State's gun law raises airport security concerns

WASHINGTON_The chairman of the House of Representatives Homeland Security Committee says he might pursue new federal gun restrictions in response to a recently enacted Georgia law that could allow people to carry concealed firearms in parts of the airport at the state capital, Atlanta.

Apparently surprised that some airports long have allowed guns in unsecured areas, Democratic Rep. Bennie Thompson said the new Georgia legislation represents a significant hole in national security and a threat to travelers.

He asked the Transportation Security Administration to clarify federal law governing weapons in areas outside security checkpoints. In a Monday letter to TSA Assistant Secretary Kip Hawley, Thompson said his "committee may seek legislative action to correct this omission" if there are no restrictions.

TSA spokesman Christopher White said Tuesday that since no federal prohibitions apply to areas outside security checkpoints, the agency follows local regulations. He said he did not know how many airports allow firearms and would not say whether the agency has a position on the matter, maintaining that it is focused on keeping guns from getting through security.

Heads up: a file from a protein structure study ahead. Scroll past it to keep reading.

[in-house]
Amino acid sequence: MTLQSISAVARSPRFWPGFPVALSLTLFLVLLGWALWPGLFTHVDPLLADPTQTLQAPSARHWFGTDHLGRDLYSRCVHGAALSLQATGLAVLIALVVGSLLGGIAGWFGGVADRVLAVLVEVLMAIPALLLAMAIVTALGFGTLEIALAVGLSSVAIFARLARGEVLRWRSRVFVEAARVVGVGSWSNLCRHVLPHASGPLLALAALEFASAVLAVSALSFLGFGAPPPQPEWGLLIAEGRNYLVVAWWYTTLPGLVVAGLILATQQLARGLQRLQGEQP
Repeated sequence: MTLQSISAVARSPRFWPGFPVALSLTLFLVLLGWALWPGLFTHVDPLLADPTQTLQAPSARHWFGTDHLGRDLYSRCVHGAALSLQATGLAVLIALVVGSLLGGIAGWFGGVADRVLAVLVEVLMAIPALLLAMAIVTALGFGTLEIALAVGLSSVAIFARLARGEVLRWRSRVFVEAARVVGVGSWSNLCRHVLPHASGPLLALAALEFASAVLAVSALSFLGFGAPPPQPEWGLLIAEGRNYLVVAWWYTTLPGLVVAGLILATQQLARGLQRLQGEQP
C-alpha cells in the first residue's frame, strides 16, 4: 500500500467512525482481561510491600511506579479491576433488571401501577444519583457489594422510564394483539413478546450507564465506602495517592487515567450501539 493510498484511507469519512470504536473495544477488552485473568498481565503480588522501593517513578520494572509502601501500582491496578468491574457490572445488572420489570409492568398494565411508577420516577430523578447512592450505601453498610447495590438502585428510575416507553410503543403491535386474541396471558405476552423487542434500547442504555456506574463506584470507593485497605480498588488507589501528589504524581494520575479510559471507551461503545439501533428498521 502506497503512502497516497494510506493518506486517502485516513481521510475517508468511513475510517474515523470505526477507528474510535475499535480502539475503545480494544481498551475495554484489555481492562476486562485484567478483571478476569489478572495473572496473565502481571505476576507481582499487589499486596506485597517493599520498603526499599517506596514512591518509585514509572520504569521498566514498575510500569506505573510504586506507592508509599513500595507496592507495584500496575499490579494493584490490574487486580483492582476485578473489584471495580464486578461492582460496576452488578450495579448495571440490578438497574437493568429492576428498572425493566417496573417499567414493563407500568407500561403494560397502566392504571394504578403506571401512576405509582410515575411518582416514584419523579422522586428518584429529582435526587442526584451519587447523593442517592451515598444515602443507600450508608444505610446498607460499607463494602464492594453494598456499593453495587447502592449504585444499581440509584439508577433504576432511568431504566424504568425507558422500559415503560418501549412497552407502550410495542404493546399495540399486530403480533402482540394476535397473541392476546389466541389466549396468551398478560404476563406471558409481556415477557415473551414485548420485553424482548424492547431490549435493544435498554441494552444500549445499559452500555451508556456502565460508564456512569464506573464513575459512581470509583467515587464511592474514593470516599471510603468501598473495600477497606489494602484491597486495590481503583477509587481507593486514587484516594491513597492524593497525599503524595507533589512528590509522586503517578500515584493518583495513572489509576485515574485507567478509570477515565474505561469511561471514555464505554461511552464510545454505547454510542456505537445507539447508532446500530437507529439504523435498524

"We work within the framework of local laws," he said.

At issue in Georgia is a new law signed by Republican Gov. Sonny Perdue this year that allows residents who have passed criminal background checks to carry concealed weapons onto mass transit, as well as into state parks and restaurants that serve alcohol. The law took effect July 1.

A legal battle quickly erupted over whether the law applies to public areas of Hartsfield-Jackson International Airport before travelers pass through security checkpoints. The airport is the busiest in the United States.

On the day the law took effect, Atlanta officials who oversee the airport declared it a "gun-free zone" and said anyone carrying a gun there could be arrested and charged with a misdemeanor. Atlanta Mayor Shirley Franklin argued that allowing guns could endanger people because airports remain attractive targets for terrorists.

Gun rights supporters filed a federal lawsuit challenging the designation, saying the airport qualifies as mass transportation and has restaurants that should be accessible under the new law.

Sean Broderick, spokesman for the American Association of Airport Executives, also said he did not know how many airports allow handguns. Andrew Arulanandam, a National Rifle Association spokesman, said he thinks guns are at least partially allowed on airport grounds in most states.

The Dallas-Forth Worth International Airport, for example, allows weapons in areas outside checkpoints. The Washington area's Reagan National and Dulles International airports eased rules several years ago to allow weapons on grounds and parking lots, but not in terminals and other buildings that access airfields.

Hartsfield spokesman Herschel Grangent said airport and TSA officials were slated to meet late Tuesday on the guns issue.


Associated Press writer Shannon McCaffrey in Atlanta contributed to this report.